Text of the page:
There are so many things for kids to learn. Young children need daily living skills along with social and emotional ones, thinking strategies, physical coordination, language and communication and more. Thankfully, Mother Nature must have looked at this whole package and realized it was quite a burden for our most vulnerable. To make up for it, the brain’s favorite way to learn is to PLAY. The bottom line for helping kids is to make sure they have opportunities and space to play. Could some daily living skills, along with the rest, be part of your child’s day?


Parent Wishes #16: Supporting Social-Emotional Development in Young Children

More support for learning challenges is one parent’s wish and that includes supporting social-emotional development in young children at home and school. School could mean daycare, play groups, preschool, and kindergarten.

rough and tumble play

It’s hard to separate social—dealing with others, and emotional—coping with feelings, because they are so linked. More and more, research is showing us that social and emotional skills and strategies affect how well children cope in school. One of the best resources for kids as they learn basic social skills is play. As children interact with others they practice sharing, taking turns, waiting, and solving differences and playing without hurting. Kids build relationships and figure out how to care for other people.

When figuring out emotions, it is really helpful for adults to name emotions for kids. When we see a child is happy, we can say, “I see you are happy. Your face is smiling.” Doing the same thing for feeling sad, scared, anxious, angry, and frustrated, links the word and the emotion. That way kids can tell us what they are feeling. Having the words for emotions is key to understanding them and to expressing them. As children play, they will explore these emotions. During imaginative play, they may pretend they are frightened or brave, angry or upset, excited and silly.

super-hero play

Besides play, explaining our behavior gives clues about social interactions and feelings. Children will learn by watching and imitating the adults around them.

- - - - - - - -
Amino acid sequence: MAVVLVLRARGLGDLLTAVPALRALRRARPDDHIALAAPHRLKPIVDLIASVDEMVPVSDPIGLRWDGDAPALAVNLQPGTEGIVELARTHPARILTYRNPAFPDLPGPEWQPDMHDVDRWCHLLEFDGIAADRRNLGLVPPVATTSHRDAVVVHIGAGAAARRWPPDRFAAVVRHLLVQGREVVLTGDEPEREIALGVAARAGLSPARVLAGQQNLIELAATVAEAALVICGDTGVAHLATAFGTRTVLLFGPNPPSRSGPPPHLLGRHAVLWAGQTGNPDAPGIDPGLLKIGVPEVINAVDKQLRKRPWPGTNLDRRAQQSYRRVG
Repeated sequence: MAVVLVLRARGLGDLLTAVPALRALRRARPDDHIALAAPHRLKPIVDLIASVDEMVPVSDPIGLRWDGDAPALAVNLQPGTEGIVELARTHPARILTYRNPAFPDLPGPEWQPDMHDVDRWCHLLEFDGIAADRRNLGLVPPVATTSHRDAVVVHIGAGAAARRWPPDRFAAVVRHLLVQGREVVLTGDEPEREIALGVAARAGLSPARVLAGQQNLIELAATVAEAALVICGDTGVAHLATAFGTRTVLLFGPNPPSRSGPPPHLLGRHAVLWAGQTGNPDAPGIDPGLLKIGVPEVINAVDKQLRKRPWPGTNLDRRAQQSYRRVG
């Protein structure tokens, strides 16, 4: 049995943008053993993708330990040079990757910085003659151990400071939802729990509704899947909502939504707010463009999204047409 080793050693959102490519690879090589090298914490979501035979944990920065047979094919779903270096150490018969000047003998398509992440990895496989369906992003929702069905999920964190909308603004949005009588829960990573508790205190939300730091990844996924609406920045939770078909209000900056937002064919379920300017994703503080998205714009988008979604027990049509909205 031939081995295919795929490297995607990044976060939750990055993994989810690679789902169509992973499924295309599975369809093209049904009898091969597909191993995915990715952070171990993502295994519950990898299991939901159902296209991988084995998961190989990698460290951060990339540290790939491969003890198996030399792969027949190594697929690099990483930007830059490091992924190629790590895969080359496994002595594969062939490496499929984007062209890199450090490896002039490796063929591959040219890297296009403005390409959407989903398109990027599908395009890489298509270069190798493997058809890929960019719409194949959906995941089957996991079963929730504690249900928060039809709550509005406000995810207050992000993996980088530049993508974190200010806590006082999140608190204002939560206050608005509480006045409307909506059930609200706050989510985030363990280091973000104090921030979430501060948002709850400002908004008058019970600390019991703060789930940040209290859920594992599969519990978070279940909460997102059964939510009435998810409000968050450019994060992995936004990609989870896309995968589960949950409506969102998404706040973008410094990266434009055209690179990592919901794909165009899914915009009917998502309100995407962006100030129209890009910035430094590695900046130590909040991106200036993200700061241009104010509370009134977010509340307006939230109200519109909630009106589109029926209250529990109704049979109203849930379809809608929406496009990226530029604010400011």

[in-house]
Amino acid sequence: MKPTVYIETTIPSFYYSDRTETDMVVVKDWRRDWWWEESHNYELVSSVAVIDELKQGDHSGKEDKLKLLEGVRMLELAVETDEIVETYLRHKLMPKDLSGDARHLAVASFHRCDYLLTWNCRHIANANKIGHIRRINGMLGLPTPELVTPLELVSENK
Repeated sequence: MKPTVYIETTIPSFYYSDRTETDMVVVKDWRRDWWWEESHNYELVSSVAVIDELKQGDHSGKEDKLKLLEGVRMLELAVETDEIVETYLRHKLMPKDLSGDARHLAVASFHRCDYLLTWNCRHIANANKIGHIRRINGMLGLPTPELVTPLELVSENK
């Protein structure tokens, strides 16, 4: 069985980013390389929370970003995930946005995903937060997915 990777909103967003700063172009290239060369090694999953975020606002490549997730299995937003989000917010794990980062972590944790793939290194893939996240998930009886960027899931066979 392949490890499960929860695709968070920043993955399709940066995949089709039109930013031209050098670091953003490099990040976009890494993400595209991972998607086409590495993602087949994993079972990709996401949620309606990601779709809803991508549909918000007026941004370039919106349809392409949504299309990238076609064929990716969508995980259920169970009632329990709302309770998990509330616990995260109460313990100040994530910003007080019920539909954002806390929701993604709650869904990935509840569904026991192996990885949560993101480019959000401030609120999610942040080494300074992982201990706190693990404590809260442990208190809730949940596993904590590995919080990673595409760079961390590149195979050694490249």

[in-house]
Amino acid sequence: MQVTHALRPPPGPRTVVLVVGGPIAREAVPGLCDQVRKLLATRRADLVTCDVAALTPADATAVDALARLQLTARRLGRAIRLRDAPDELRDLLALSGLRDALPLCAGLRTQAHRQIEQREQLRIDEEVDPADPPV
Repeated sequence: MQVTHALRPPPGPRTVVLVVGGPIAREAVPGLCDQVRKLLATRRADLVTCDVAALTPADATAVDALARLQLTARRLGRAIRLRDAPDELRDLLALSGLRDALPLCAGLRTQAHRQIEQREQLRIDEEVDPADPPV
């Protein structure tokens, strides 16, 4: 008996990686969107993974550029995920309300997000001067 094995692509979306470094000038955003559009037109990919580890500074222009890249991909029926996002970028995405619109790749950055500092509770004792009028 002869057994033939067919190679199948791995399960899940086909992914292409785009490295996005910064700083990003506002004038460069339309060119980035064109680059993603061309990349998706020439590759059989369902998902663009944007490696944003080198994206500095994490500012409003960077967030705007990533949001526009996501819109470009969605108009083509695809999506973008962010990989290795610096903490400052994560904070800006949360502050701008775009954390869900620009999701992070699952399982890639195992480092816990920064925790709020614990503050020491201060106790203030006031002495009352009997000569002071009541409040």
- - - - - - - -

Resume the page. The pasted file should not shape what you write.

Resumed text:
Two playful activities for supporting social-emotional development in young children are to make faces. Kids enjoy making different expressions in a mirror and showing them to us. What does your happiest face look like? How about your saddest? This helps for learning to read faces. Sing “If You’re Happy and You Know It” and add verses  for other feelings. What action would you do for “If you’re sad and you know it?” or “if you’re scared and you know it?”soecial-emotional-development

Are there some play activities your child might do today for social and emotional development?


Parent Wishes #15: Supporting Cognitive or Thinking Skills for Young Children

When asking parents if they had one wish for kids at school or daycare, one mom wished for more ways of supporting cognitive or thinking skills. Parents want what’s best for their children, phsically and mentally. An earlier post talked about some ideas to promote physical development. This post looks at how to encourage mental … Continue reading Parent Wishes #15: Supporting Cognitive or Thinking Skills for Young Children

Parent Wishes #14: Communication Skills Support and Sign Language for Young Children

What are some ways to give communication skills support? One parent wanted more support for kids with learning and developmental concerns in programs like preschool and kindergarten and daycares. She suggested sign language. Following are other ideas too shared from an earlier post.  Read and share books. This is one of the easiest to do. … Continue reading Parent Wishes #14: Communication Skills Support and Sign Language for Young Children

Parent Wishes #12: More support for kids experiencing learning or developmental delays

More support for kids experiencing learning or developmental delays was one parent’s wish for early childhood programs, especially before school entry. Waiting until kids arrive in grade one misses such a critical time of development. We know that children are all unique and learn and develop at their own rate, in their own ways, and … Continue reading Parent Wishes #12: More support for kids experiencing learning or developmental delays

On the March: Kids’ Goal-setting Skills and Ways to Support Learning Them

March seems appropriate for a post on kids’ goal-setting skills because marching is steady and purposeful. Developing these skills is child’s play. Babies, toddlers, and young kids are strongly motivated—for some things that is. A baby will struggle to find a way out of a crib, and a toddler or older child will stack blocks, … Continue reading On the March: Kids’ Goal-setting Skills and Ways to Support Learning Them

Being Silly for Children’s Fun and Learning – Mad as a March Hare

Being silly for children’s fun and learning is written in the calendar. The expression to be “mad as a March hare” means to be crazy, and it is March. Children laugh far more times a day than adults do. Being serious is important, but laughter can help all of us cope with life’s stresses. Silly … Continue reading Being Silly for Children’s Fun and Learning – Mad as a March Hare

How to Steal a March #15: Helping Kids Ask Questions

Helping kids ask questions will give them an advantage. Thomas Berger said, “The art and science of asking questions is the source of all knowledge.” Despite the astonishing number of questions kids ask a day–some estimates are more than 300–asking questions is really quite complicated. Brains have to organize the correct order of words, change … Continue reading How to Steal a March #15: Helping Kids Ask Questions